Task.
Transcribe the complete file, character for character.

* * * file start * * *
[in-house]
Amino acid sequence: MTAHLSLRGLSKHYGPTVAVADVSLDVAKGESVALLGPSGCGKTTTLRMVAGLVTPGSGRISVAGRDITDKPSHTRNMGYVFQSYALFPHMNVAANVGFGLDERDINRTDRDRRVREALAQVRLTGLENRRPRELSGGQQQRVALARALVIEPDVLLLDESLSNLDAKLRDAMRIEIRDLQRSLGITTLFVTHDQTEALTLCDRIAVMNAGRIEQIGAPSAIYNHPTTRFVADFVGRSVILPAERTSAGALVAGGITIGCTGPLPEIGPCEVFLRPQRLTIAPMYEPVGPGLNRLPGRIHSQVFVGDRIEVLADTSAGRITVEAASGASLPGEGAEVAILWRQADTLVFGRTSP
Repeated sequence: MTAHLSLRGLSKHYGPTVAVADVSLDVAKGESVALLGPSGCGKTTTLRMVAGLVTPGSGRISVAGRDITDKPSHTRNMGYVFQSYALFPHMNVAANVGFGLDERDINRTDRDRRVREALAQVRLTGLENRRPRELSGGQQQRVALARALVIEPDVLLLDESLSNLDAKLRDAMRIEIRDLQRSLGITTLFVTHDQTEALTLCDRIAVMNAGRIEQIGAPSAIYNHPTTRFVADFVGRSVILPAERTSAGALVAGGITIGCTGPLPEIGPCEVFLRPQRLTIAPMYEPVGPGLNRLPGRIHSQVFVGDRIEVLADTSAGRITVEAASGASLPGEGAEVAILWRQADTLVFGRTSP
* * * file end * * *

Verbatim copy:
[in-house]
Amino acid sequence: MTAHLSLRGLSKHYGPTVAVADVSLDVAKGESVALLGPSGCGKTTTLRMVAGLVTPGSGRISVAGRDITDKPSHTRNMGYVFQSYALFPHMNVAANVGFGLDERDINRTDRDRRVREALAQVRLTGLENRRPRELSGGQQQRVALARALVIEPDVLLLDESLSNLDAKLRDAMRIEIRDLQRSLGITTLFVTHDQTEALTLCDRIAVMNAGRIEQIGAPSAIYNHPTTRFVADFVGRSVILPAERTSAGALVAGGITIGCTGPLPEIGPCEVFLRPQRLTIAPMYEPVGPGLNRLPGRIHSQVFVGDRIEVLADTSAGRITVEAASGASLPGEGAEVAILWRQADTLVFGRTSP
Repeated sequence: MTAHLSLRGLSKHYGPTVAVADVSLDVAKGESVALLGPSGCGKTTTLRMVAGLVTPGSGRISVAGRDITDKPSHTRNMGYVFQSYALFPHMNVAANVGFGLDERDINRTDRDRRVREALAQVRLTGLENRRPRELSGGQQQRVALARALVIEPDVLLLDESLSNLDAKLRDAMRIEIRDLQRSLGITTLFVTHDQTEALTLCDRIAVMNAGRIEQIGAPSAIYNHPTTRFVADFVGRSVILPAERTSAGALVAGGITIGCTGPLPEIGPCEVFLRPQRLTIAPMYEPVGPGLNRLPGRIHSQVFVGDRIEVLADTSAGRITVEAASGASLPGEGAEVAILWRQADTLVFGRTSP